The United Nations envoy to Cyprus warned Monday of "growing skepticism" among the island's population that recent diplomatic efforts between the rival communities will herald a comprehensive peace deal.
Speaking with reporters at the U.N. headquarters, Elizabeth Spehar, the special representative and head of the United Nations Peacekeeping Force in Cyprus (UNFICYP), called for more efforts to broach differences between the Turkish and Greek communities on the divided Mediterranean island.
"According to recent polls in Cyprus, there remains a strong desire for a comprehensive settlement in both communities. But at the same time, there's growing skepticism as to whether it's still possible," said Spehar.
Spehar spoke after briefing the 15-nation U.N. Security Council behind closed doors about the latest developments in Cyprus, which has been divided since a military dispute between Greece and Turkey in the 1970s.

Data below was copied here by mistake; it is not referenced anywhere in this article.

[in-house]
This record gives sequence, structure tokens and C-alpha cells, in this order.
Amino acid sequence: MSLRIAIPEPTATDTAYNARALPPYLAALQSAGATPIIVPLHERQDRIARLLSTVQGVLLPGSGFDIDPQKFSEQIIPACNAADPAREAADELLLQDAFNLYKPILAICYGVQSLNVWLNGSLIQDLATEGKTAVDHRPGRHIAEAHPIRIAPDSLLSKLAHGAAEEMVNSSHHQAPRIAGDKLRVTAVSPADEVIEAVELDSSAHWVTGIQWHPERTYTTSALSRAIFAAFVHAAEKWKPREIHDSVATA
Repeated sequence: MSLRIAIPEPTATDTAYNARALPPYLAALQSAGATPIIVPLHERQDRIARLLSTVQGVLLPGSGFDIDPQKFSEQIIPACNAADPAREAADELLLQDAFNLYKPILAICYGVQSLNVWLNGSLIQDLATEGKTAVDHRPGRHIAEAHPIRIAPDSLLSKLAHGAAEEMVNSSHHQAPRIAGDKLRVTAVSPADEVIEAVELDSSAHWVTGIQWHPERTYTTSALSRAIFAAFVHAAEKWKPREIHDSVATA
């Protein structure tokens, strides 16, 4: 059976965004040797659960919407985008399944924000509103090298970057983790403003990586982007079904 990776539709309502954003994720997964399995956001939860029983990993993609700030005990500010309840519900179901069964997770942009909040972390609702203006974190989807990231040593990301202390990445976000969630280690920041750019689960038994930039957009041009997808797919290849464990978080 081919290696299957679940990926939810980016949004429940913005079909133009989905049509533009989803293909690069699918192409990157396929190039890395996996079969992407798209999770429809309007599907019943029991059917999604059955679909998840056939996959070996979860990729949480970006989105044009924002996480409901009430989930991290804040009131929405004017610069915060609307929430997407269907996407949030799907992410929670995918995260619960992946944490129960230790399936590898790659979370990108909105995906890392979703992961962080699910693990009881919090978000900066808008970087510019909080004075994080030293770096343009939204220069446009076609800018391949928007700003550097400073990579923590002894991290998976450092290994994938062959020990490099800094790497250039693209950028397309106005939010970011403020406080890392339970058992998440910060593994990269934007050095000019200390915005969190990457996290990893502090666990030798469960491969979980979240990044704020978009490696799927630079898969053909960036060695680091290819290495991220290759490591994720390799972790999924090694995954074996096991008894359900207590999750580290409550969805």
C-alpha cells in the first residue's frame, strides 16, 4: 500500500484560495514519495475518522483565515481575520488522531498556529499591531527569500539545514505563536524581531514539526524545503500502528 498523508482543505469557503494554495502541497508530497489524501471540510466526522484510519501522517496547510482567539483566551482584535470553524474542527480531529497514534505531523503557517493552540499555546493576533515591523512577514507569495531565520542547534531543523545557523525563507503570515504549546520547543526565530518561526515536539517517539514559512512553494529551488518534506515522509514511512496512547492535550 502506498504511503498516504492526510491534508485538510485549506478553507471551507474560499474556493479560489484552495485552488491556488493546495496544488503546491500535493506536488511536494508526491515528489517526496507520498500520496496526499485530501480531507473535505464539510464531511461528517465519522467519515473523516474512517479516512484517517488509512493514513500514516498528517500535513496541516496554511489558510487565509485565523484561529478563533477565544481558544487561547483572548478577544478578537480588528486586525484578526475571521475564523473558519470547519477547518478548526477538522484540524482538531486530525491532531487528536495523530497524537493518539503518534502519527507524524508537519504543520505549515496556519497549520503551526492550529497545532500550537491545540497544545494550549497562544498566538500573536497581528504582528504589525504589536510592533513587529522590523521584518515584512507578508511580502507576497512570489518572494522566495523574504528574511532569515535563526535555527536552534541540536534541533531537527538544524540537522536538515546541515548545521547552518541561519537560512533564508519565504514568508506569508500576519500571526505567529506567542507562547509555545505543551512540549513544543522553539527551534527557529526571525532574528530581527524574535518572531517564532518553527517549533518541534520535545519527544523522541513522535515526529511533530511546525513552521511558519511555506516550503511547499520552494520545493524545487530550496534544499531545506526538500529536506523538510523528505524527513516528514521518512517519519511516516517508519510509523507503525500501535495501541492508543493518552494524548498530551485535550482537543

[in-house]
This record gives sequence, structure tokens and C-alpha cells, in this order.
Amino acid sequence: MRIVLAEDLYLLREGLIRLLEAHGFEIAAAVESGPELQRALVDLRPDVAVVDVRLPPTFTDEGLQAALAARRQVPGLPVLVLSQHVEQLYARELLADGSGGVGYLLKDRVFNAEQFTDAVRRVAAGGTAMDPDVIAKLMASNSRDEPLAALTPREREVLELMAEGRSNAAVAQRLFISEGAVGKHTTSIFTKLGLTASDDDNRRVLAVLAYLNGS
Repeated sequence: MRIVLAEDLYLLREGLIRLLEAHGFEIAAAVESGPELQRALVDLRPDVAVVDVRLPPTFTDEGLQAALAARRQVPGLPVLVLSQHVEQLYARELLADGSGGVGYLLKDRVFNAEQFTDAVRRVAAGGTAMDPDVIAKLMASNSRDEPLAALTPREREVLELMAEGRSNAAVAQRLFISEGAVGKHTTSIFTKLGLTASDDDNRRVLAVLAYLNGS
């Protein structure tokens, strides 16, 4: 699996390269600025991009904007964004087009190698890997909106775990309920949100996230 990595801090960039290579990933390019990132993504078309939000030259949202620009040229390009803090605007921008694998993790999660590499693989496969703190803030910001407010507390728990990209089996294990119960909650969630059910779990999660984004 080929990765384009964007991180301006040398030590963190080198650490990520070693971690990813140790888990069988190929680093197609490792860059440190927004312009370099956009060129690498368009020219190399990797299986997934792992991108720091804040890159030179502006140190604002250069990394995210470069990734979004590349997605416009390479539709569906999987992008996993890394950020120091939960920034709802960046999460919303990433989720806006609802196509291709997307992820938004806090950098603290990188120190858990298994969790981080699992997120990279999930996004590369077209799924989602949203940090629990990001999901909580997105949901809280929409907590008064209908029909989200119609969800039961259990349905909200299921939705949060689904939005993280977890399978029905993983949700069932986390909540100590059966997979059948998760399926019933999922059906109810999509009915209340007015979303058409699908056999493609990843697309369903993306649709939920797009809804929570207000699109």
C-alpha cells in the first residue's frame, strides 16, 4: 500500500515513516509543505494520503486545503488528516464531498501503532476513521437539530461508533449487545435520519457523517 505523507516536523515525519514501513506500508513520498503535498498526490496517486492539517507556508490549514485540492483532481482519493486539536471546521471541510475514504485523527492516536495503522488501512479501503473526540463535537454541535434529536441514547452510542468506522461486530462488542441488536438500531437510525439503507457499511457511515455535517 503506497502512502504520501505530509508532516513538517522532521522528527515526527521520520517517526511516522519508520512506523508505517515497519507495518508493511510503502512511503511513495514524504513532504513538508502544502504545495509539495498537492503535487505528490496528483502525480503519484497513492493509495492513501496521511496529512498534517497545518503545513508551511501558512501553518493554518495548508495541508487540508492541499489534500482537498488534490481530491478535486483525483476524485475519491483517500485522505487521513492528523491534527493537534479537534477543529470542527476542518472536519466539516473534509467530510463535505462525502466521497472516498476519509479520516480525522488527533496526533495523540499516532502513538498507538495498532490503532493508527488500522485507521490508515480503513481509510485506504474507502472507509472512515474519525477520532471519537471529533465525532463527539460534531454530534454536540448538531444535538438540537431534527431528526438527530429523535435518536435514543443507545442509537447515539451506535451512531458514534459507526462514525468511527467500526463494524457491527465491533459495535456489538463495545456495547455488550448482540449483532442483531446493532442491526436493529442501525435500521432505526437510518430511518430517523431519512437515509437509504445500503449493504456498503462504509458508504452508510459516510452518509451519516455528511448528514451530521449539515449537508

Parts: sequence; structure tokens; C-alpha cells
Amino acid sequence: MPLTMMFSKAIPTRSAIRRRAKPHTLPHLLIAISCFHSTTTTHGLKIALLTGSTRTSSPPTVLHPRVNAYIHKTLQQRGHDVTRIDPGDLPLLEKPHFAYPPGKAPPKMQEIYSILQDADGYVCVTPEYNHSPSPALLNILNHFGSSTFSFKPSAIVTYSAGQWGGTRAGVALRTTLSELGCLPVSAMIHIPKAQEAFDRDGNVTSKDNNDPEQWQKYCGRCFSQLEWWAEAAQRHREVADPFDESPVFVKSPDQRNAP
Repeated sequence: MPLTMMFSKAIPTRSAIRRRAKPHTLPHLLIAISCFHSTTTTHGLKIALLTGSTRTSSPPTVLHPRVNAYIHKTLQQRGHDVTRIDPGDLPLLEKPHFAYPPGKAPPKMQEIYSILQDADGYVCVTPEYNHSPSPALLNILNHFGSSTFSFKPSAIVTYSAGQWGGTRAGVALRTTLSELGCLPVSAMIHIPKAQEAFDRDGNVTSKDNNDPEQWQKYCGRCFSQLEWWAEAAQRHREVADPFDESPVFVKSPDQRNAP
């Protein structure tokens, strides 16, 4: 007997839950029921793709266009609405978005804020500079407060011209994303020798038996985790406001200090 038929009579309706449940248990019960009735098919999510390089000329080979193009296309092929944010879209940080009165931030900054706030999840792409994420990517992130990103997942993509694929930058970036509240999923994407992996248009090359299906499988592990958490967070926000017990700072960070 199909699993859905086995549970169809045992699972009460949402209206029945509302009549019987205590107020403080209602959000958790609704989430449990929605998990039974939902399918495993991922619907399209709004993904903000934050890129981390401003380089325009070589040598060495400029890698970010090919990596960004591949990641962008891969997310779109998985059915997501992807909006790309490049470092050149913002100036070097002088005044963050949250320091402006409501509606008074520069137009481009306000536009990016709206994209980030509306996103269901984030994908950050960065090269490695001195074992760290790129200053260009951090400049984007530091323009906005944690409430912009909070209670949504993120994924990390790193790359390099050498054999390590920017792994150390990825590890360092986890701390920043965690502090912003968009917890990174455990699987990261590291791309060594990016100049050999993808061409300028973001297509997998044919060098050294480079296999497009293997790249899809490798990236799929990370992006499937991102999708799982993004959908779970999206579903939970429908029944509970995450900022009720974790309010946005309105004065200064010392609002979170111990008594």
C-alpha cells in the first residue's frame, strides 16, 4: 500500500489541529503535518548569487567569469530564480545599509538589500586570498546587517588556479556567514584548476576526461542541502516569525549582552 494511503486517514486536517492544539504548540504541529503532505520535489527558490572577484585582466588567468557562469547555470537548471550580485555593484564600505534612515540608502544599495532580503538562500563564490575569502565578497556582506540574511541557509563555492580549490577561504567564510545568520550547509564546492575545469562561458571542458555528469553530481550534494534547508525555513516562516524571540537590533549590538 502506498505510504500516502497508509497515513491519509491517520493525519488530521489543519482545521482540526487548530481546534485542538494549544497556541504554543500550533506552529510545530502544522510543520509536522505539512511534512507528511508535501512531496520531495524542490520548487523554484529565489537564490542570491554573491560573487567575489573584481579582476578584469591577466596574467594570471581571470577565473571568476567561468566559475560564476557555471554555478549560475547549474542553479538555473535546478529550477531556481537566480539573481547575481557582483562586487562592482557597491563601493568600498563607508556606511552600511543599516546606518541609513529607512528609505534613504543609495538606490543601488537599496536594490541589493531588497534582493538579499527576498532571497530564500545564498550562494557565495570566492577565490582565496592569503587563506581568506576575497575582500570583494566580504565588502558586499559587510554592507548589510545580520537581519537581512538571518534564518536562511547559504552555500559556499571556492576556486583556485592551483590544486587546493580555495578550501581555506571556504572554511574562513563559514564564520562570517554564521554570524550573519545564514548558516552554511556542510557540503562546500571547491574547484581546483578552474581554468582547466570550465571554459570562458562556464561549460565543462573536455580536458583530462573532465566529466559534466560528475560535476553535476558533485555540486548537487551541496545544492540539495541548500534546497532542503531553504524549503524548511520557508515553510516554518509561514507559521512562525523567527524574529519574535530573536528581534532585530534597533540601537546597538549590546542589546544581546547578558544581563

She praised the progress made during a meeting between U.N. Secretary-General Antonio Guterres, President Mustafa Akıncı of the Turkish Republic of Northern Cyprus (TRNC) and Greek Cypriot leader Nicos Anastasiades in Berlin last November.
"The leaders' role remains critical, and the role of the guarantor countries is of course also key to arriving at a solution," said Spehar, referring to Turkey, Greece and the U.K.
"The secretary-general has urged the leaders, the guarantor powers and other interested parties to make productive use of the coming period in order to concretely and convincingly demonstrate that upon a return to the negotiation table, this time it would indeed be different," he said.
Turkey is a guarantor nation for the TRNC and has consistently contested the Greek Cypriot administration's unilateral drilling in the Eastern Mediterranean, asserting that the TRNC also has rights to the resources in the area.
In 1974, following a coup aiming at the annexation of Cyprus by Greece, Ankara had to intervene as a guarantor power. In 1983, the TRNC was founded.
The decades since have seen several attempts to resolve the Cyprus dispute, all ending in failure. The latest, held with the participation of the guarantor countries, came to an end without any progress in 2017 in Switzerland.
While leaders on both sides have agreed to the principle of re-unifying Cyprus, there are different interpretations of how power would be shared between the two communities and how the property rights of displaced Cypriots would be managed.
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